Programs that give you the flexibility to cut out branches or perhaps do a report of descendants down 4 or 5 generations (whatever it takes to not go beyond the living) and posted for sharing – that you have verified, shows good management of your research for yourself and others.

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    I absolutely agree with you Barbara. The reason for 72 is that records are often released on individuals when they attain 72. I look at my husband’s records vs mine and online he is an open book. (It’s no wonder we get soooo many telephone scammers who prey upon seniors.) I, personally, don’t put all of his information in my trees, but there are some items that I have added.

    As far as where I keep my info on individuals, I do use Legacy and keep a full tree there with all of my in-depth information. I do not sync it to any of my online trees but do a manual input of my data. It takes more time, obviously, but on the other hand it allows me to review my data and catch errors. And I understand what you mean about the errors in trees online. One Ancestry has given my husband’s great-grandfather seven siblings. He was an only child…..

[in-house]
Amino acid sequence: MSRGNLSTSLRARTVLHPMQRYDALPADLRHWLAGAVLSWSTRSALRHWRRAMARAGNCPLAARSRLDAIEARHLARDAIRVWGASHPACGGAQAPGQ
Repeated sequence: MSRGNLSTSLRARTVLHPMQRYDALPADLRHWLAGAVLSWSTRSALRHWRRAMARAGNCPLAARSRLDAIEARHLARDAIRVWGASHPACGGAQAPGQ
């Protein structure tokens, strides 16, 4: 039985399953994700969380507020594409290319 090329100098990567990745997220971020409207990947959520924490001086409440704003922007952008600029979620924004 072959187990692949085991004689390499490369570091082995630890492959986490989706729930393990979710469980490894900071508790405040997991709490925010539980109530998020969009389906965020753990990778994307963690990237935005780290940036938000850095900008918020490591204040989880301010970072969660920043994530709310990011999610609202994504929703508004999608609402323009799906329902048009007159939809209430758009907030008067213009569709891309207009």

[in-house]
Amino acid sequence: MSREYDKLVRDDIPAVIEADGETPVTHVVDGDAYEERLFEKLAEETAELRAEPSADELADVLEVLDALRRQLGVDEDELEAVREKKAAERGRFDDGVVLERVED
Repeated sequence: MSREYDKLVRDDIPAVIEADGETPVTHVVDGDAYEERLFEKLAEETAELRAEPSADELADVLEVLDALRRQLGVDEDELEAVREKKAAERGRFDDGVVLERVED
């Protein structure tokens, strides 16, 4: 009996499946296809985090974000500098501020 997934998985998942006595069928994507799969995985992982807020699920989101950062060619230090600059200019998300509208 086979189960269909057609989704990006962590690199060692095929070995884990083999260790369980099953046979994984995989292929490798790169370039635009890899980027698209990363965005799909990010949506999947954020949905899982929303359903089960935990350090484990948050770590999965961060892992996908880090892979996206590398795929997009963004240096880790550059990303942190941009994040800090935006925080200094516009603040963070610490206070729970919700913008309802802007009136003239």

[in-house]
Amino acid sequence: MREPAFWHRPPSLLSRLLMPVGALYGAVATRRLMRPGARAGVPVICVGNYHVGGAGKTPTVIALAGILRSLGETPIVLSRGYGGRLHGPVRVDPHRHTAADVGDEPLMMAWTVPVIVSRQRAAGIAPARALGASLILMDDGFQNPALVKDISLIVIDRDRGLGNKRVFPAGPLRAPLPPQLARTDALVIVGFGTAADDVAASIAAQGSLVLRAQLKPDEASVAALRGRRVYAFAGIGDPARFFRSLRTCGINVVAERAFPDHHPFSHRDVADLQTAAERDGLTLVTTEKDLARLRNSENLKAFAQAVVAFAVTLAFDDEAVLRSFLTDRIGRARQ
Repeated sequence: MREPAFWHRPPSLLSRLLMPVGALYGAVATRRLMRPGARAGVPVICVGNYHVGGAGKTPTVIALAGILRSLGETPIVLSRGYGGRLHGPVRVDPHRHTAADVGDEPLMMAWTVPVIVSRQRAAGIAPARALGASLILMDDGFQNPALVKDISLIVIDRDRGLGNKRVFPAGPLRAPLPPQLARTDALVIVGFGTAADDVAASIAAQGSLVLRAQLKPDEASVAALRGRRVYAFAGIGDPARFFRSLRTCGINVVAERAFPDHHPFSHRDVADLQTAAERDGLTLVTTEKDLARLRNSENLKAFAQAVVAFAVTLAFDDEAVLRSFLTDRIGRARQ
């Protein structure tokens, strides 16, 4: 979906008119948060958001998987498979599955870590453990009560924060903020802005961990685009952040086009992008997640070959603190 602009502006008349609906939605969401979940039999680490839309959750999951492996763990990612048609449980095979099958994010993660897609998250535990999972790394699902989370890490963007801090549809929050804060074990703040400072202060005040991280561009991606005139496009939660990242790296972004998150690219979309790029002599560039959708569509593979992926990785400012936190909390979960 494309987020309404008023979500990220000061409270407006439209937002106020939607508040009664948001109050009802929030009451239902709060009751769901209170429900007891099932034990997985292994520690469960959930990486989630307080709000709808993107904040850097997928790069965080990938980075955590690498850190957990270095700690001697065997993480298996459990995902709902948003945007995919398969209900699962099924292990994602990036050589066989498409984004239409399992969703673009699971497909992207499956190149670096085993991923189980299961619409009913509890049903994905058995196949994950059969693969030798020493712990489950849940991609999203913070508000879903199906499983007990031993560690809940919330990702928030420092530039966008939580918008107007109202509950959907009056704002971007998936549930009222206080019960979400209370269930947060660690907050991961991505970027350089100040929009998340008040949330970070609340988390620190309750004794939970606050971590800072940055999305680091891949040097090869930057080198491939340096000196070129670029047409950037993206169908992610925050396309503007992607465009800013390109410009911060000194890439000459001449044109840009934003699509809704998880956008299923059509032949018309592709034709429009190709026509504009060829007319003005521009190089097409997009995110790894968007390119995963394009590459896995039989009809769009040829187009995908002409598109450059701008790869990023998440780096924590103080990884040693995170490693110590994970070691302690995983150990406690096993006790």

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It is my understanding that the Bishop or Stake President has access to our lds.org accounts which include access to our genealogy, our history in our scripture study if we use the Gospel Library app and have it synced to our lds.org account, and anything we have underlined or written a note on; access into whether or not we purchase garments and, now, if we pay tithing and offerings (which has always been known), etc.

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Two thoughts on the subject. The question was about security in building a family tree. How did all this discussion about personal financial information get into the subject? I doubt anyone includes that in their family tree. On the subject of security for a family tree, the subject is over blown. Much of the information about the deceased is already published. Remember those obituaries in the news paper that told about their life including descendants, where they grew up, married, went to school, were in the military etc. Or maybe it was that 50th wedding anniversary picture and story. Did you check those memorials on sites like findagrave.com. The list of sources goes on, and do’t forget that if the person is over fifty, there is a good chance their birth was published in the newspaper because it was the custom to publish the birth lists from the hospital, and the list goes on. How much security is need for genealogy data?